F-15 production, which began in 1972, was extended into 1999 by orders F-151 aircraft for Israel. Israel selected the F-15I in January, 1994 after evaluating a variety of aircraft to meet its defense needs. The government of Israel initially ordered 25 F-15I Thunders, powered by two Pratt & Whitney F100-PW-229 low bypass turbofan engine. This foreign military sale was valued at $1.76 billion dollars. The Israeli Air Force received the first two of 25 F-15I aircraft in January 1998. On 22 September 1998 the US Department of Defense announced the sale to the Government of Israel of 30 F-15I aircraft; 30 AN/APG-70 or AN/APG-63(V)1 radar; and 30 each LANTIRN navigation and targeting pods. Associated support equipment, software development/integration, spares and repair parts, flight test instrumentation, publications and technical documentation, personnel training and training equipment, US Government and contractor technical and logistics personnel services, and other related requirements to ensure full program supportability will also be provided. The estimated cost was $2.5 billion.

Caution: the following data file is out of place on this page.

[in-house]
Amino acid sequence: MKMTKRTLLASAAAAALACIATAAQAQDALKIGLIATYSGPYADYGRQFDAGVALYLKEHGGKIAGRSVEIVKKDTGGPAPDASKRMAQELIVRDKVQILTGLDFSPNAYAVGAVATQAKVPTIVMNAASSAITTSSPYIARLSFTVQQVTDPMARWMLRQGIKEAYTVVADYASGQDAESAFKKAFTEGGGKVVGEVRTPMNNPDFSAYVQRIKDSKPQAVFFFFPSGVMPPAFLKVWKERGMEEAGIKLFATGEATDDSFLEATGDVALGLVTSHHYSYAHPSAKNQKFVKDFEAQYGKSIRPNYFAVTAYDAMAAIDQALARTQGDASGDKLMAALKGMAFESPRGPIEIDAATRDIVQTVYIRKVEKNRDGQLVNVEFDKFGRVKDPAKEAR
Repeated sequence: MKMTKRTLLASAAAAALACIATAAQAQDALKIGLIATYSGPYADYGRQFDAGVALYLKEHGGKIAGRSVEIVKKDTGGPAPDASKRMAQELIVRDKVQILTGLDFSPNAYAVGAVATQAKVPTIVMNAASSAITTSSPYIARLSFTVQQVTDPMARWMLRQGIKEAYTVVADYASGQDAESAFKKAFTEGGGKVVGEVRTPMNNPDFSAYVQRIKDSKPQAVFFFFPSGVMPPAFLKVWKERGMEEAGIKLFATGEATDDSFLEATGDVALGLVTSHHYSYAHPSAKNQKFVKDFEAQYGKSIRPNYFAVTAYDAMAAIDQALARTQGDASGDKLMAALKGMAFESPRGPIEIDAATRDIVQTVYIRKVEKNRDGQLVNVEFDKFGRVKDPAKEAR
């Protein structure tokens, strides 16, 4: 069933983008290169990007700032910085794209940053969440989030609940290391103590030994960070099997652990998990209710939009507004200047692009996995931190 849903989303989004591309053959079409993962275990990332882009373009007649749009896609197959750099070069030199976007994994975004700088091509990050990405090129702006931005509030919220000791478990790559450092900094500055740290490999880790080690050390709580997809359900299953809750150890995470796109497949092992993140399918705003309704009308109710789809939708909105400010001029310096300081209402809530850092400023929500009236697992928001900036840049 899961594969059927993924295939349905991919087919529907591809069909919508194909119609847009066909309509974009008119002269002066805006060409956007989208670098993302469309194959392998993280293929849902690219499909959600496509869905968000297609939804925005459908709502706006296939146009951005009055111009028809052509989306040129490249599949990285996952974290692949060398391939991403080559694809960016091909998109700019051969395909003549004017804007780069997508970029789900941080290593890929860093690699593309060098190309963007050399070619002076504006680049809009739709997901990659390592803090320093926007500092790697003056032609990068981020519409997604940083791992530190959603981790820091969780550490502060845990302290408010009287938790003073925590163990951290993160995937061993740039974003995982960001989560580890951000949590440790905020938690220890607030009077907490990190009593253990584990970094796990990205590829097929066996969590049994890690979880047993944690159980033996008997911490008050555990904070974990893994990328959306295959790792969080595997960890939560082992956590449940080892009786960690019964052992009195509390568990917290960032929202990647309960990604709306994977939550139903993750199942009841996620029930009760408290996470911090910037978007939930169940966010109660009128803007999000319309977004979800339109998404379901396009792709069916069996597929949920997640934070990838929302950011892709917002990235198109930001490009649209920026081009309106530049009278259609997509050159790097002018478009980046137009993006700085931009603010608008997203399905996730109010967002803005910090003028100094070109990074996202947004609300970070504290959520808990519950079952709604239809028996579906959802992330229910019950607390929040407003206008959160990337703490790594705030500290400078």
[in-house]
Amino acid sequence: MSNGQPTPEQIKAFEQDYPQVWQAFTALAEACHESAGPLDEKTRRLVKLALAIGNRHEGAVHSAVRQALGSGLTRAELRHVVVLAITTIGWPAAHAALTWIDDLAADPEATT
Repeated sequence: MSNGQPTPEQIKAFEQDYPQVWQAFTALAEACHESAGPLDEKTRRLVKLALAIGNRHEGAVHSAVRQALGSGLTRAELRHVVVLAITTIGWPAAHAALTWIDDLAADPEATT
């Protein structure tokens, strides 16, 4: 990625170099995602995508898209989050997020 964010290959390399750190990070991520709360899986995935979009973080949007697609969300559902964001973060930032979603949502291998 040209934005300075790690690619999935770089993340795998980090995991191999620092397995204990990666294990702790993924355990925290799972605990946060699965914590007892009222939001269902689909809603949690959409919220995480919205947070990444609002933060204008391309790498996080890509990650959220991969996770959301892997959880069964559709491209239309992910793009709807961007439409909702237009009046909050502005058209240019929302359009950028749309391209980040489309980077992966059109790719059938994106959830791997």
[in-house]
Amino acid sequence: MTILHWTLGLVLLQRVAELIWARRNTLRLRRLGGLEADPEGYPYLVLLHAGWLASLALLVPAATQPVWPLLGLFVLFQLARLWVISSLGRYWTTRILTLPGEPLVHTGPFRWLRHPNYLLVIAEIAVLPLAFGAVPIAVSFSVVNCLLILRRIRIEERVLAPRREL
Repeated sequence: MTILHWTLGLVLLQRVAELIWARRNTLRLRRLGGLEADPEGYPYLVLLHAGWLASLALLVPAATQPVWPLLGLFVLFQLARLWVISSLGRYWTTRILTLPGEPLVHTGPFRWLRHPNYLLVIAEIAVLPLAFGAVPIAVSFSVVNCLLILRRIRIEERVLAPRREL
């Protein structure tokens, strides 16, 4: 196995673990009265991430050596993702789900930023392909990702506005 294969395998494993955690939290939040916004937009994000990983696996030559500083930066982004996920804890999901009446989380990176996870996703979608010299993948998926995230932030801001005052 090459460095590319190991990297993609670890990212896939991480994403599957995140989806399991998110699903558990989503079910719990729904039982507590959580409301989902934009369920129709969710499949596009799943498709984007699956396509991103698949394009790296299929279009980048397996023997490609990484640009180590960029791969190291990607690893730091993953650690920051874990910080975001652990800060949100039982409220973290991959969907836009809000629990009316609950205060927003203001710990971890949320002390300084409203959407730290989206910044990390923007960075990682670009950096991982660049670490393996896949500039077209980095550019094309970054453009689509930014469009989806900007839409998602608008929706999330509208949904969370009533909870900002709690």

Though externally the Ra’am looks similar to its USAF counterpart, there are some differences, mainly in the electronic countermeasures gear and the exhaust nozzles. The Ra’am has a counterbalance on the port vertical stabilizer instead of the AN/ALQ-128 EWWS (Electronic Warfare Warning System) antenna found on USAF Strike Eagles. The Ra’am uses two AN/ALQ-135B band 3 antennas, one mounted vertically (starboard side) and one horizontally (port side). These are located on the end of the tail booms. They are distinguished by their chiseled ends, unlike the original AN/ALQ-135 antenna, which is round and located on the port tail boom of USAF Eagles. The Ra’am utilizes extra chaff/flare dispensers mounted in the bottom side of the tail booms. Unlike USAF Eagles, the Ra’am still use engine actuator covers (turkey feathers) on their afterburner cans. The U.S. Air Force removed them because of cost and nozzle maintenance, though curiously, USAF F-16s still have their actuator covers installed. Israeli Strike Eagles and some USAF Eagles based in Europe use CFT air scoops. These scoops provide extra cooling to the engines.